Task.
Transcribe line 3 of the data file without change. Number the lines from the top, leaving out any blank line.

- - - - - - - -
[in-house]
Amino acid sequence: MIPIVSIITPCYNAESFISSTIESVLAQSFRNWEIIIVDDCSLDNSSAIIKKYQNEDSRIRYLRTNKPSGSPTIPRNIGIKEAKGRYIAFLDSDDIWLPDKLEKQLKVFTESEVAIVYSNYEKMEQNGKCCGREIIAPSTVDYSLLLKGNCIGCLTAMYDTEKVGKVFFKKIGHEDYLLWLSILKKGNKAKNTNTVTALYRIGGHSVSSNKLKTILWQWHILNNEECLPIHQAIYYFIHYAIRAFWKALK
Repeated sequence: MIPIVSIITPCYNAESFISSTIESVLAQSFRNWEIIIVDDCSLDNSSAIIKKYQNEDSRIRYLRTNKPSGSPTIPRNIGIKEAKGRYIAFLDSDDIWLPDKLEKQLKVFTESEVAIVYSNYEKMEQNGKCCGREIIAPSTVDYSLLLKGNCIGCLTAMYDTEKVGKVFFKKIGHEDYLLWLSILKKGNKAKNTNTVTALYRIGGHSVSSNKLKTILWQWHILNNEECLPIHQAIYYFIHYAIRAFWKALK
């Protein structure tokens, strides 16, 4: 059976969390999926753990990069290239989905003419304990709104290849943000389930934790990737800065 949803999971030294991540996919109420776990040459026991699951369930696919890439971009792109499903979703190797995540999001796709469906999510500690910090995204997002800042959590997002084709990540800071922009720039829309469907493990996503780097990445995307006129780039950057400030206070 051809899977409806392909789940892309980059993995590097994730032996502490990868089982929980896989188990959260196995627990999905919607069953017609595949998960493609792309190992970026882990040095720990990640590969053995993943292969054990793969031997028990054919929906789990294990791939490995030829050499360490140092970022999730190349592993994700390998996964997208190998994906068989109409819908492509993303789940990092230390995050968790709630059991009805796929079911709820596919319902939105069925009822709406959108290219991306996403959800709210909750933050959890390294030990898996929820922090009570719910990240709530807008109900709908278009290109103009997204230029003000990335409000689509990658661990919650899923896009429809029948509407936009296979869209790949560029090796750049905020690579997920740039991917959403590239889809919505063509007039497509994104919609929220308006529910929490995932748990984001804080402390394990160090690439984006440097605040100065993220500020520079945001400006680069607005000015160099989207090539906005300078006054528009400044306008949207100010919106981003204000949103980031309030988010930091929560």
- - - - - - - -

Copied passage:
Repeated sequence: MIPIVSIITPCYNAESFISSTIESVLAQSFRNWEIIIVDDCSLDNSSAIIKKYQNEDSRIRYLRTNKPSGSPTIPRNIGIKEAKGRYIAFLDSDDIWLPDKLEKQLKVFTESEVAIVYSNYEKMEQNGKCCGREIIAPSTVDYSLLLKGNCIGCLTAMYDTEKVGKVFFKKIGHEDYLLWLSILKKGNKAKNTNTVTALYRIGGHSVSSNKLKTILWQWHILNNEECLPIHQAIYYFIHYAIRAFWKALK